The U.S. dollar index slid on Friday to its lowest level in a month, after finishing 0.20% lower yesterday as investors evaluated expectations for future Fed rate hikes amid signals the central bank may stall or perhaps halt its tightening cycle later this year. Also, the dollar fell alongside Treasury yields after a recent deterioration in U.S. economic statistics and business profits prompted concerns about a slowing economy. According to the most recent figures, the U.S. economy contracted an annualized 1.5% per quarter in the first three months of 2022, somewhat worse than original predictions of a 1.4% contraction, with trade being the main drag. Way ahead, the U.S. Personal Consumption Expenditures (PCE) Price Index data, the Fed's favored gauge of inflation, will be released later in the day.
The common currency took advantage of the dollar's selling pressure and surged to its highest level in a month, closing 0.41% higher on Thursday. The Euro appears to maintain its strength and is on course to end the week in positive territory for the second week in a row. The positive momentum is apparent as the European Central Bank stated that negative monetary policy is coming to an end. Meanwhile, in France, the nuclear breakdowns at Electricite de France SA are sending shockwaves across European energy markets, threatening to derail the continent's attempt to wean itself off Russian gas. In other news, European stocks are set to be on track for their greatest weekly gain since mid-March.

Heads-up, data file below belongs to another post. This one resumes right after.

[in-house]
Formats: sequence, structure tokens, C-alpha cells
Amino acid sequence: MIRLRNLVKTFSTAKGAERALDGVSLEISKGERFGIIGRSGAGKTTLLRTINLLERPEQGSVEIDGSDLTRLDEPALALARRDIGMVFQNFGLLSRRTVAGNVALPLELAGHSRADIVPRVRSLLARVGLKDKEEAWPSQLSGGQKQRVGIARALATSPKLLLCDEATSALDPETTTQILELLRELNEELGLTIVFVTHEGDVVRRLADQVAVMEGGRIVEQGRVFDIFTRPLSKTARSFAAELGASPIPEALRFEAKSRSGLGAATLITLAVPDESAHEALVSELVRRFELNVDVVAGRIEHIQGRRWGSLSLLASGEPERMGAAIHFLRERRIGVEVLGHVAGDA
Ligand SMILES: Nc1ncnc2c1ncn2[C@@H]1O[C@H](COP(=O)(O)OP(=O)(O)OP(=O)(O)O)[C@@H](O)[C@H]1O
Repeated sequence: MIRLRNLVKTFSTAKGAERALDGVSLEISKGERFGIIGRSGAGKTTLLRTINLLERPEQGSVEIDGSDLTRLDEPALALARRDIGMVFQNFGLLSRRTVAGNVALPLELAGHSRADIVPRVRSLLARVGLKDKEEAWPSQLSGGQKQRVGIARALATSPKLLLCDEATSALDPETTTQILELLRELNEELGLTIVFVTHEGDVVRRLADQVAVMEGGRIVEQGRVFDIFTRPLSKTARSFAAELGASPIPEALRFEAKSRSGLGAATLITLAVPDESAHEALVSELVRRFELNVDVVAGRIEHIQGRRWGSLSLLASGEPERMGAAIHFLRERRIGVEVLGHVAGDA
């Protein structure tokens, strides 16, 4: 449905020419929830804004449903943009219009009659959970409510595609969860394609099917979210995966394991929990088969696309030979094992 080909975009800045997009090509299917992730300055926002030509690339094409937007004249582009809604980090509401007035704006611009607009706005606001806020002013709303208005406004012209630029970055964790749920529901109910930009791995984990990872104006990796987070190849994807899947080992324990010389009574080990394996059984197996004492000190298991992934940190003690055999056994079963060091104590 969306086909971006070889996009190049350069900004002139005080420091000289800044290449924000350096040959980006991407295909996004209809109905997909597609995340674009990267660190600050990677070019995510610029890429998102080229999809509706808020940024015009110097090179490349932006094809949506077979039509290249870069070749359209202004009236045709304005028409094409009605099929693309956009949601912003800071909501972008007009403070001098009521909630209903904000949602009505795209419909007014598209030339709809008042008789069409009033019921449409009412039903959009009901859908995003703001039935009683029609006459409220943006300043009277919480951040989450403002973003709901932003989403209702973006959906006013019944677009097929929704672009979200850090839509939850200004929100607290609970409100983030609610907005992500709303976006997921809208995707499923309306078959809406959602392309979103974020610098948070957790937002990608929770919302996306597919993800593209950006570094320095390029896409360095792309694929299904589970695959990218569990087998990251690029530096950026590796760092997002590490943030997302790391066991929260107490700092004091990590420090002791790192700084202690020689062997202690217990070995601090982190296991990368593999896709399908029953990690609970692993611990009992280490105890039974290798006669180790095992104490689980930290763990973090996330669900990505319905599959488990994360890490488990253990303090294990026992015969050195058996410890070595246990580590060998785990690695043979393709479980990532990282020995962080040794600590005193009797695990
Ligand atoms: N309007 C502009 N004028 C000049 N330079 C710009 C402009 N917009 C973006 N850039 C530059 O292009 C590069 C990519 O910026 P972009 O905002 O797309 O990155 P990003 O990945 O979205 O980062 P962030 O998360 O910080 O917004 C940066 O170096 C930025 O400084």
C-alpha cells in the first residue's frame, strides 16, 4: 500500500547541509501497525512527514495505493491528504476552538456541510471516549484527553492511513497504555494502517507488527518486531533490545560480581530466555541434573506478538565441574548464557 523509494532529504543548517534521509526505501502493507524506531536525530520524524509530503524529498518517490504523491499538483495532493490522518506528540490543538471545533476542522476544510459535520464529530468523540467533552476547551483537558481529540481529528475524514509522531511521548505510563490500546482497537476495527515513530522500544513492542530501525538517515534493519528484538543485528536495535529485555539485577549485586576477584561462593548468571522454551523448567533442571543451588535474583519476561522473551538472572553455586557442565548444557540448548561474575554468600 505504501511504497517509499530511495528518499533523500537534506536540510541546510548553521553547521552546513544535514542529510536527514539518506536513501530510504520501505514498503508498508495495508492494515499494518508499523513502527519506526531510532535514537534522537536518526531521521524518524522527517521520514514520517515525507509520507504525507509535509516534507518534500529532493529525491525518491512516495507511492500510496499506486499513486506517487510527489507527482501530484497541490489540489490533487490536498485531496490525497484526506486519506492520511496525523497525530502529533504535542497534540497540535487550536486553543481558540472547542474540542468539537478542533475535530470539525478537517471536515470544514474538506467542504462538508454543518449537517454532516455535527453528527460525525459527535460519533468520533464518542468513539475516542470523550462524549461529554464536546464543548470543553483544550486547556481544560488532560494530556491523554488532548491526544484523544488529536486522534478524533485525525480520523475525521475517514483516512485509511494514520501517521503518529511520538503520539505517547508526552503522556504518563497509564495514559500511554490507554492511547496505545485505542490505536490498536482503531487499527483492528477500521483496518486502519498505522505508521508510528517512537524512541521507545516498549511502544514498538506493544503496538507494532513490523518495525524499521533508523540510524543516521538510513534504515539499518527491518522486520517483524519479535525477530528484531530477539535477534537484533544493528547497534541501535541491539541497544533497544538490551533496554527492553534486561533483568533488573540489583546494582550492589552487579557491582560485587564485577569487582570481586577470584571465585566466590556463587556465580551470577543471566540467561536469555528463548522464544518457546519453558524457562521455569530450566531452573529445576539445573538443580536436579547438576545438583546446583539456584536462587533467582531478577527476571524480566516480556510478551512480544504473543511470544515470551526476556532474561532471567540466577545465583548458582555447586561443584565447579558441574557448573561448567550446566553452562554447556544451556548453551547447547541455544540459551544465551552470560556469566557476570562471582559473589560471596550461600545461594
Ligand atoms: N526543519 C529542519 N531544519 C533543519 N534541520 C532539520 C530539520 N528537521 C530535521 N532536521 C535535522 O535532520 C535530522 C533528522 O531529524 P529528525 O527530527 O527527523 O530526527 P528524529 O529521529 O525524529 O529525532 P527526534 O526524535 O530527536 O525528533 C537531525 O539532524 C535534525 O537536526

The British Pound gained 0.21% on Thursday and extends its bullish trend on Friday. The continued uptrend Is the result of the new Support package that aims to boost consumer spending. Chancellor Rishi Sunak unveiled a new £15 billion support package aimed at millions of low-income households, bringing the total cost of living support this year to £37 billion. The package includes a new temporary Energy Profits Levy on oil and gas companies, which is projected to raise roughly £5 billion over the next year to help with living costs. Britons have been dealing with inflation at 40-year highs, and the most recent data pointed to recession risk, leaving the Bank of England with less room to boost rates further.
The Japanese Yen advanced 0.16% before consolidating its gains this morning against the greenback. In the latest updates, the yield on Japan's 10-year government bond rose from a seven-week low to 0.238% as traders digested highly anticipated U.S. Fed minutes. With Japan's headline inflation rate exceeding the target for the first time in seven years, Kishida's government urged the central bank to keep it there in a sustainable manner in its latest long-term policy outline, a shift from previous calls for the central bank to maintain the ultra-easy monetary policy to achieve the target inflation rate. In other news, the Nikkei 225 surged 0.66% on Friday, while the wider Topix Index advanced 0.52%, tracking a broad overnight rally on Wall Street, with chip-related and commodity companies leading the market higher.